I found myself walking behind a talkative young American couple. I had been enjoying the silence, and I really didn’t want to follow them around Tiberius’s villa. So, at a fork in the road, I decided to head off to the Villa Lysis. There would be time for the Villa Jovis after that.


Tacitus mentions Tiberius’s twelve villas, but I know nothing at all about them. I supposed that the Villa Lysis might be one of them, but somewhere in the back of my mind I thought it seemed like an unlikely name for a Tiberian villa. (Who is Lysis? Why isn’t his name in the genitive case?) In any case, I was expecting some ruins.

I was wrong, of course.

There’s an early Platonic dialogue called the Lysis, about the nature of friendship. At the beginning, Socrates runs into Ctesippus and Hippothales and a bunch of young men who are hanging out with them. Socrates quickly realises that Hippothales is in love, and when Hippothales blushes and hesitates to tell him who he’s in love with, Ctesippus buts in and tells him that it’s Lysis: Hippothales won’t shut up about him — “Indeed, Socrates,” says Ctesippus, “he has literally deafened us, and stopped our ears with the praises of Lysis.”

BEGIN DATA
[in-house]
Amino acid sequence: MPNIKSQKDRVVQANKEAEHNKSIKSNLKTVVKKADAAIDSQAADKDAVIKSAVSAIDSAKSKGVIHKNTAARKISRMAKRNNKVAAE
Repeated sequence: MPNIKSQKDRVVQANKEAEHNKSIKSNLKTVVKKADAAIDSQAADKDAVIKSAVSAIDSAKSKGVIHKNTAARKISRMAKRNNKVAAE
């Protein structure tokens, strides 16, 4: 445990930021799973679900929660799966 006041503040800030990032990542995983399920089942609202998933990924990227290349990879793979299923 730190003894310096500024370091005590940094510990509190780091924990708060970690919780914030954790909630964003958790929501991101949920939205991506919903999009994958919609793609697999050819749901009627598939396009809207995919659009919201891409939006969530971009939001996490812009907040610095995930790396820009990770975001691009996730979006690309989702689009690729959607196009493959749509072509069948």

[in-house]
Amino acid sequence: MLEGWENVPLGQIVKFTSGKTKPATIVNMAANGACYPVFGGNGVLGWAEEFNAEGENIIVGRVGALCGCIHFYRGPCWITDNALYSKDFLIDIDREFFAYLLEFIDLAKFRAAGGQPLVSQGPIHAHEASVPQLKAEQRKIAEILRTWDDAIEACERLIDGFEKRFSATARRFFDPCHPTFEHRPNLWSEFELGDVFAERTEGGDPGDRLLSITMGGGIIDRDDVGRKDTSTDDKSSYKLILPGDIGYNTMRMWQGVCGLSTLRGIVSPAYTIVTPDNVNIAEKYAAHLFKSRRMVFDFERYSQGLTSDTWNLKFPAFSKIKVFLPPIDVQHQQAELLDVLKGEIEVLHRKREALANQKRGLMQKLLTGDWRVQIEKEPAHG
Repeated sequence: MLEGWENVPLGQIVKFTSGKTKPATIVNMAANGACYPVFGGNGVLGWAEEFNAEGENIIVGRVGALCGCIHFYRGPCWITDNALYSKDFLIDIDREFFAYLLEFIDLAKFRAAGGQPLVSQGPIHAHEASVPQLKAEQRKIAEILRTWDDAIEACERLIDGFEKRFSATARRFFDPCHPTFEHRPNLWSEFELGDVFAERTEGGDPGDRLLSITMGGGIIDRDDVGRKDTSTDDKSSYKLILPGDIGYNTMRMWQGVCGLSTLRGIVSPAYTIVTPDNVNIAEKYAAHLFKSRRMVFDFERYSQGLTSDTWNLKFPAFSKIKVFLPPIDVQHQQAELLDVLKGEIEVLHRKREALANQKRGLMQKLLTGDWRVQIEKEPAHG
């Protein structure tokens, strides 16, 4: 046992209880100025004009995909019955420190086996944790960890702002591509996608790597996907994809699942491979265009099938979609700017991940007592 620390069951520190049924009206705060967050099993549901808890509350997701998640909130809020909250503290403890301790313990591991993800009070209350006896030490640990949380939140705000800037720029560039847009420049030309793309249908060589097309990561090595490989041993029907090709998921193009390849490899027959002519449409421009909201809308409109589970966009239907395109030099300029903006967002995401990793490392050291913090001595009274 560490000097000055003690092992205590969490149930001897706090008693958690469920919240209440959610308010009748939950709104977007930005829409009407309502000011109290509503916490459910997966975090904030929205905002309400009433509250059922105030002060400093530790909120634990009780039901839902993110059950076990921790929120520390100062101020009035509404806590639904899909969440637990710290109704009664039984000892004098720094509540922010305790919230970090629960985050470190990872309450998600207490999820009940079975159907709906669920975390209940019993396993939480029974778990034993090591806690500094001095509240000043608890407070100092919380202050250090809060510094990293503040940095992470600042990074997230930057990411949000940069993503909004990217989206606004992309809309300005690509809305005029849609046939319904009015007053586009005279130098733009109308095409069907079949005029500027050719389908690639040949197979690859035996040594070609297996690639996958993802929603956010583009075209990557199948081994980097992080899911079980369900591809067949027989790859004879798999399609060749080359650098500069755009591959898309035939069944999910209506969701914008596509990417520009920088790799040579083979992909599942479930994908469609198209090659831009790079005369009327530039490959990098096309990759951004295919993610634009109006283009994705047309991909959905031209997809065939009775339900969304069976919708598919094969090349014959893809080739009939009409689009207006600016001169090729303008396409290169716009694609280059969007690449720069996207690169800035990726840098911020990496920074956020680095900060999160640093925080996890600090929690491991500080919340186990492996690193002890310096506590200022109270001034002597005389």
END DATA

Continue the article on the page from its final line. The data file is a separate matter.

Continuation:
That’s the Lysis that the Villa Lysis is named after. The villa was built in the first decade of the twentieth century by a man called Jacques d’Adelswärd Fersen. Fersen was born in Paris in 1880 to an incredibly wealthy family; at the age of 22 he inherited a bunch of money from his grandfather’s steel mills. After some kind of scandal involving tableaux vivants of schoolboys (whatever that means), he fled Paris; he settled in Capri in 1904 and built the Villa Lysis.

Fersen killed himself in 1923: glamorously, he dissolved 5 grams of cocaine in a glass of champagne and drank it. But he spent nearly two decades living in the Villa Lysis, smoking opium in a dedicated room, and sharing his life with an attractive young man called Nino Caesarini.